Teachers love appreciation week. I used to scan my mail box for a new coffee mug or some kind of useless tote bag. Now, since budget cuts in education, we feel lucky when we score a regular size Snickers. The days of the drawstring backpacks are behind us. Fortunately, our neighbors at Chipotle picked up where our state budgets let us down by offering teachers free burritos once a year.
Sure, some of us work really long hours, our hair is greying, and our minds are tiring, but some guacamole and sour cream can go a long way toward making us feel loved. And I must not be the only one. Today, I arrived at our local burrito heaven at 4:45, attempting to beat the dinner rush. I counted 30 people ahead of me; most of them decked out in loose-fitting khakis and school-issued, moisture-wicking, polo shirts.
I guess there is nothing wrong with telling anybody they are appreciated. And though a lot is made in some circles about how unappreciated teachers are, I make enough money to live, enjoy going to work, and usually feel respected by most of the public.
I think students today, at least in my part of the city, catch a pretty bad rap though. In fact, when I tell people where I teach, I often hear negative comments about the kids that are cloaked in implicit bias and judgement. It feels like there is a lot more crap thrown at students than teachers.
So this week, at the urging of some friends at Sevenzo and a really great colleague, I tried my own version of the Gratitude Experiment. My assumption was that since teachers seem to like appreciation so much, maybe I should take some time to thank my students.
Unfortunately for them, I couldn’t afford 100 burritos.
Instead, they came to class Monday to a kind of student appreciation day. We started class with this video that shows a bunch of people thanking those that are important to them. It’s really a simple concept that shows that the happiest people in the world are the most thankful people. After the video I told my class that I am thankful for them. They know I am corny, so they aren’t terribly surprised when they hear me say that they give me the best job in the world. To show my appreciation for all that they do, I wrote each of them a paragraph or so telling them why they are so cool. I handed them out, and that is when class started to get kind of great.
I told one student how grateful I am that she has the ability to make so many people smile and told her about a specific time I noticed her do that. I told another student, one who is often feeling overwhelmed, how important it is that they feel things in the world and how we need more people with that sharp sensitivity. I told a star on the football team that I am thankful for the size of his heart, and how I notice that most in the way he looks out for his quiet and socially anxious twin sister. I wrote to another student, one who lost his mother when he was 11, how valuable it is that he notices the little things in life and how that makes him an excellent friend to so many people who need it. And I told one other who played cards with their grandmother every night when she was recovering from cancer treatment how kind he was, and how I notice that in the way he treats his girlfriend, and others in the school.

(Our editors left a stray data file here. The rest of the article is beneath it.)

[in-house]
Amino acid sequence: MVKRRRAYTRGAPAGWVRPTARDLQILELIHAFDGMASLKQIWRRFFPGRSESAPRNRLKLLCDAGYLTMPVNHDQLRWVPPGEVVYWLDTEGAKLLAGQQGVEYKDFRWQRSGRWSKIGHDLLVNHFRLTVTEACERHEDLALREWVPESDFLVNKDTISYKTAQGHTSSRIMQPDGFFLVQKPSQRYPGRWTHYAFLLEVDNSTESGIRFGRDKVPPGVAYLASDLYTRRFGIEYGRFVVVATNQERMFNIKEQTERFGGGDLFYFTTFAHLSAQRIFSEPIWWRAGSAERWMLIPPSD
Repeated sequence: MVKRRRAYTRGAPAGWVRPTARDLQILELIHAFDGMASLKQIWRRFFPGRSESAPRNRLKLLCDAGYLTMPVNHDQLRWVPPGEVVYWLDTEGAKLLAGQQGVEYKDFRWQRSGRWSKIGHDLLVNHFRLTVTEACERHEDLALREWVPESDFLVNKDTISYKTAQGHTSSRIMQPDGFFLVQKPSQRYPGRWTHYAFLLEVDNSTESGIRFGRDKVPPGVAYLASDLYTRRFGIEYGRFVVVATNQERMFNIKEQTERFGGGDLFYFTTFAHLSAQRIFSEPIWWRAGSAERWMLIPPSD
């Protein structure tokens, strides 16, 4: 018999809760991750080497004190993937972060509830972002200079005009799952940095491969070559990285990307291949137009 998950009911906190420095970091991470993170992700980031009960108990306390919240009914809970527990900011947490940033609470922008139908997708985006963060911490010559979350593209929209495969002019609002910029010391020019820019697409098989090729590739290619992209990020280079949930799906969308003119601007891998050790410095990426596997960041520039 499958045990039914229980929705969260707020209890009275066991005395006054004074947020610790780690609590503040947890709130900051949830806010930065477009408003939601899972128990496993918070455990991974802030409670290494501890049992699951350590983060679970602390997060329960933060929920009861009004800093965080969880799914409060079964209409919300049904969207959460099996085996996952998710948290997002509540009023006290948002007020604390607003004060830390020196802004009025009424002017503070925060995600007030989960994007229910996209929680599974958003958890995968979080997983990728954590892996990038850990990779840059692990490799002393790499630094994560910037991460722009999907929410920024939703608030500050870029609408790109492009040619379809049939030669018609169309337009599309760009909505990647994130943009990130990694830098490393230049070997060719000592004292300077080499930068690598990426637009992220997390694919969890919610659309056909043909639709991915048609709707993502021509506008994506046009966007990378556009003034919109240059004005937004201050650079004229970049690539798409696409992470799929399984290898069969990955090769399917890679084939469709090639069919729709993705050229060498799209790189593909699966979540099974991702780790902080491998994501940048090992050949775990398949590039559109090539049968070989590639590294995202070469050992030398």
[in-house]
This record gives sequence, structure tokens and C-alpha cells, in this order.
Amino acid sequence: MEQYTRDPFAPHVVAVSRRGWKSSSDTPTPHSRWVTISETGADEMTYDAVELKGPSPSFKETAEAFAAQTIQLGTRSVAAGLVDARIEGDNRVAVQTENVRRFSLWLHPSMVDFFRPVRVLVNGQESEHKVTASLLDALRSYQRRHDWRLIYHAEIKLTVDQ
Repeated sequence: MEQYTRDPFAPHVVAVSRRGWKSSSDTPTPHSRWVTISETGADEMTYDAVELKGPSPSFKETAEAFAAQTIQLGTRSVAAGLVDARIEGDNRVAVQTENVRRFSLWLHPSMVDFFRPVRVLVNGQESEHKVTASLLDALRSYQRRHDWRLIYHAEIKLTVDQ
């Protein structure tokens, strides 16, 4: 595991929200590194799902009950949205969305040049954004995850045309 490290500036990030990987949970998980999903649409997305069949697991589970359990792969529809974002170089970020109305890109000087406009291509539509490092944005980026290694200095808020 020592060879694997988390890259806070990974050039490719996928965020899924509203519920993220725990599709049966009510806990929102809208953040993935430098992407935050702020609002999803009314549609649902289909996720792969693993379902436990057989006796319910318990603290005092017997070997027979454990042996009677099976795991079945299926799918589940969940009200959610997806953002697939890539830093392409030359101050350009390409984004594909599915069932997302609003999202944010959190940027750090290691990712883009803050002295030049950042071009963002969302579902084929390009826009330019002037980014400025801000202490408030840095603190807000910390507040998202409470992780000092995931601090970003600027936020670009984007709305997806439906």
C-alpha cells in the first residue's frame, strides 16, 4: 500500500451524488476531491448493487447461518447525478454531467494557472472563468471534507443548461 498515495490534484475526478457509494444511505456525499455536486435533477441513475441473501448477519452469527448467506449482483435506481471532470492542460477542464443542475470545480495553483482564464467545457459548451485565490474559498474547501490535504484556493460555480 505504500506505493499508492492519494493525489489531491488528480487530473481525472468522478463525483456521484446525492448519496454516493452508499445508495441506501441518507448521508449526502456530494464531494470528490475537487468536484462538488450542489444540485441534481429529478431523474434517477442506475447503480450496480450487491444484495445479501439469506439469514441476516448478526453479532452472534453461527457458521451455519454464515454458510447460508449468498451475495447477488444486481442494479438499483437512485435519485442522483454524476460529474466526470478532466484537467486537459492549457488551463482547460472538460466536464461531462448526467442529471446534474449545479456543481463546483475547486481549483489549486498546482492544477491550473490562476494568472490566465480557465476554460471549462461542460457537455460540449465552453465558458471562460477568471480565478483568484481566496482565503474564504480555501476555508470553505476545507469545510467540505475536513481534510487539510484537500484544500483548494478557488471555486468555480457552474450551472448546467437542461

It was horribly sappy stuff, but I’m kind of prone to that. It took me forever to write all of these, but it was completely worth it when I heard the responses. There were a handful of kids who told me that they needed to hear that today. Almost every kid in class read the note and jotted a short note back to me on the bottom of their sheet. They were all thankful, and that alone would have been worth it.
But then I told them what happened to me while I was writing. I told them that all that gratitude just started to make me happier. I came home from the coffee shop where I was writing and I hugged my wife, played with my kids, and generally spent the rest of the day in what felt like some drug-induced euphoria. I’m usually kind of a pessimist, and I haven’t felt that depth of happiness in a long time.
Then, I just asked the students to pay it forward.
Some kids cried as they called their mom or dad and read their notes. A few students wrote to teachers to tell them about the small things they do that make such a big difference. And in one of the best moments I have ever seen, a 17 year old boy read a note to his best friend about how he had been and inspiration that saved his life. What happened to me, as I wrote those 100 thank you notes, was happening for my students as they wrote and read their own.
Near the end of the day, after more than a few tears, something dawned on me: We (or maybe just me) spend much of our time subconsciously expecting appreciation and “thank yous.” In doing so, we miss out on the real joy of gratitude. As teachers, on this appreciation week, we have a lot to appreciate. Sure, their are some tough moments and some challenging aspects. But I’m finding that I think a lot less about those when I am thankful.